COVID update from county officials
On Wednesday area officials gathered to discuss COVID-19 in Linn County, including current statistics and resources.
There are currently 46 positive test results for COVID-19 in Linn County. Krista Neblock, director of the Linn County Health Center said. There are also eight individuals under isolation precautions as of Aug. 3.
She said citizens should continue to use the best practices, like hand washing, and social distancing.
“Safety measures like washing hands for at least 20 seconds with water and soap, staying home if you are sick, avoiding large gatherings, social distancing and taking preventative measures like wearing a mask when social distance can’t be maintained is still recommended,” she said. “Vulnerable populations like the immunocompromised and elderly should take extra precautions.”
Testing through the health center has been ongoing. She was there have been 1,156 tests completed on Linn County residents, which is about 13% of the county’s population. The 46 positive cases give the county a positivity rate for COVID-19 of 3%. There were 54,080 positive tests in the state as of Aug. 4, with a positivity rate of 9.7%.
The positivity rate is the percentage of people who test positive for the virus of those overall who have been tested. As more people are being tested, the focus is shifting to the positivity rate -- how many of those tested are actually infected.
Staff at the health center continues to do contact tracing on anyone with positive results, she said as times passes, more people have more contacts. “People generally are receptive to being placed on quarantine due to contact,” she said.
Katherine Ballard, lab director at Pershing Memorial Hospital, said the hospital, which has been doing testing since March, has tested 1,050 people from across the area - not just in Linn County - and had 70 positive results.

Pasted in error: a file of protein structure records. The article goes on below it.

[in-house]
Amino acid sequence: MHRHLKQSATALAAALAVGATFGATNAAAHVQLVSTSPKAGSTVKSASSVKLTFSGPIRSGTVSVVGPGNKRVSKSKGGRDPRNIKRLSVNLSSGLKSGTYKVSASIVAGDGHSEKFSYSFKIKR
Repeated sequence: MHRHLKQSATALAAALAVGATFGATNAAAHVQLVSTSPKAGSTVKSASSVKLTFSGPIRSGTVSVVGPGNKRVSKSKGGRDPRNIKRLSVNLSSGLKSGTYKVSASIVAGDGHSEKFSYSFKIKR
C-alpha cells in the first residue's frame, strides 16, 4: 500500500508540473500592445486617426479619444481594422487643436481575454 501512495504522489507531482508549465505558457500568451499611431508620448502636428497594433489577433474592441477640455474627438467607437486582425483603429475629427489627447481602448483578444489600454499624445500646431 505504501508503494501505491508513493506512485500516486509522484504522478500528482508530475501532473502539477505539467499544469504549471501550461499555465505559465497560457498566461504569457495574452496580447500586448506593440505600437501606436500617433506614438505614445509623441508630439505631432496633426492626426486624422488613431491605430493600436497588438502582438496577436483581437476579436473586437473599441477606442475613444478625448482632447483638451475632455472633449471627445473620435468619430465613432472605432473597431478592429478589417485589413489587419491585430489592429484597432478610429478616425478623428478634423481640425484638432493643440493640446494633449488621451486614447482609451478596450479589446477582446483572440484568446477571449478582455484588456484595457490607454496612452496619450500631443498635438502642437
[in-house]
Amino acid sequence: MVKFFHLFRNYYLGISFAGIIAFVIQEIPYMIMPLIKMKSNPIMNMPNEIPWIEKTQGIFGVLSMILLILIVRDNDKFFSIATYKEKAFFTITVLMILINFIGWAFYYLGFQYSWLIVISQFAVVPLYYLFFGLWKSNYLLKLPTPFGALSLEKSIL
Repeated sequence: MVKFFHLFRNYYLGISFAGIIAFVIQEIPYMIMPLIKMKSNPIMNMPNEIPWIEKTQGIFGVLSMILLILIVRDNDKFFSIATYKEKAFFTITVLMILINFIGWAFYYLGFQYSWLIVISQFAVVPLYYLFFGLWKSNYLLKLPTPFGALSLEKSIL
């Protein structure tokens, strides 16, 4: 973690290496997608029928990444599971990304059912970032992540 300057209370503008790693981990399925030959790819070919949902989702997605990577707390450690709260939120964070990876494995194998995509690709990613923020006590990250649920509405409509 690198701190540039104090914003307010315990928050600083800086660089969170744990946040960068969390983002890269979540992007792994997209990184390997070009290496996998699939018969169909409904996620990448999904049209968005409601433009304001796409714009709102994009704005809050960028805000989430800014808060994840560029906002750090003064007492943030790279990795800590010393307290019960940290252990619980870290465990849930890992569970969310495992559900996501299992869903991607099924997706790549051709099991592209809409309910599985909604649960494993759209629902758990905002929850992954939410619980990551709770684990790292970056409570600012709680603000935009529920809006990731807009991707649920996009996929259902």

The hospital is now using rapid testing - an antigen test - that allows results to be back within 30 minutes.
With a doctor’s order, anyone can have the nasal swab test completed, though Ballard said hospital procedure states that anyone wishing to have a test done should call the hospital first, so the test can be completed without the patient coming into the facility.
The test costs $120 but is submitted to insurance, and Ballard said there are a variety of state and federal programs that are in place to ensure there should not be a charge to anyone needing a test.
Ballard noted that it is more likely for there to be a false negative, than a false positive test.
“Today, someone might have symptoms and test negative because of the lack of sufficient antigens, in two days the body has built up antigens and they test positive,” she said.
Those who test negative but still have symptoms are asked to quarantine.
The Missouri Department of Health and Senior Services has a COVID-19 helpline at 877-435-8411. More information can also be found at https://health.mo.gov/living/healthcondiseases/communicable/novel-coronavirus/?ocid=eventhub.